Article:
Pharmacokinetics of Levetiracetam in Neonates with Seizures

Perinatal Institute, Division of Neonatology, Cincinnati Children's Hospital Medical Center, Cincinnati, OH 45229, USA.
The Journal of pediatrics (Impact Factor: 3.79). 07/2011; 159(1):152-154.e3. DOI: 10.1016/j.jpeds.2011.03.057
Source: PubMed


The pharmacokinetics of levetiracetam were determined prospectively in 18 neonates with seizures. Neonates were found to have lower clearance, higher volume of distribution, and a longer half-life as compared with older children and adults. Mild somnolence was the only adverse effect.

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    • "The only adverse effect observed was mild somnolence 24 h after LEV administration. Thus, Merhar and colleagues concluded that the pharmacokinetics of LEV in neonates differed from children and adults (16). "
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    ABSTRACT: Status epilepticus and acute repetitive seizures still pose a management challenge despite the recent advances in the field of epilepsy. Parenteral formulations of old anticonvulsants are still a cornerstone in acute seizure management and are approved by the FDA. Intravenous levetiracetam (IV LEV), a second generation anticonvulsant, is approved by the FDA as an adjunctive treatment in patients 16 years or older when oral administration is not available. Data have shown that it has a unique mechanism of action, linear pharmacokinetics and no known drug interactions with other anticonvulsants. In this paper, we will review the current literature about the pharmacology and pharmacokinetics of IV LEV and the safety profile of this new anticonvulsant in acute seizure management of both adults and children.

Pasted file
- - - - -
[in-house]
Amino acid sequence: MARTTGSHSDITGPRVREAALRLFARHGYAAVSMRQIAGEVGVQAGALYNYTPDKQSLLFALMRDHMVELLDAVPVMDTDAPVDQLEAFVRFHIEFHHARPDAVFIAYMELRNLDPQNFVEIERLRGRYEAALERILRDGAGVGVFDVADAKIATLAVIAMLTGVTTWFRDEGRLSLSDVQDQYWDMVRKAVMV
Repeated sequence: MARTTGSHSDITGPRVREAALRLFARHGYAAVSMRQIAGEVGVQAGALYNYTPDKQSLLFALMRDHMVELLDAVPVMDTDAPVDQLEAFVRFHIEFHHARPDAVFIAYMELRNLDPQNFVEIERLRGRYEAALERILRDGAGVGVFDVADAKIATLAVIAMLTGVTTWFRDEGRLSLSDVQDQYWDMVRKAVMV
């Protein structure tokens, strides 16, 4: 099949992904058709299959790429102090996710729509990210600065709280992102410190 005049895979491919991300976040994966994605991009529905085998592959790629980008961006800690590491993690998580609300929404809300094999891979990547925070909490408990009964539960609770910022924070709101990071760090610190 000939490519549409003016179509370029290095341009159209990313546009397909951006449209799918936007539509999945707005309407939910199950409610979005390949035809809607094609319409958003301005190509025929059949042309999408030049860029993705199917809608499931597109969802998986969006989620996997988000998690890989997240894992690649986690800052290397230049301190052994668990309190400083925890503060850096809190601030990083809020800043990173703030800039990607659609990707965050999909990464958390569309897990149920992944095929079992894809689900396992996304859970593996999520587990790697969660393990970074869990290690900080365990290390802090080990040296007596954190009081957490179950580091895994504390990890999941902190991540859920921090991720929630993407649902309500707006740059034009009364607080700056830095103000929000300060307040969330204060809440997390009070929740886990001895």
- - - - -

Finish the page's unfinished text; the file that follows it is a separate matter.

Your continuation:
Frontiers in Neurology 12/2013; 4:192. DOI:10.3389/fneur.2013.00192
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    • "The CL/F of this study was lower than in the children in the studies by Toublanc and Chhun17,18. In Merhar's study of neonates24, clearance was 1.21 mL·min−1·kg−1. In Pellock's study12 of 6–12 years old, CL/F was 1.43 mL·min−1·kg−1, which was higher than that in adults (0.96 mL·min−1·kg−1) and than the 0.69 mL·min−1·kg−1 observed in the current study. "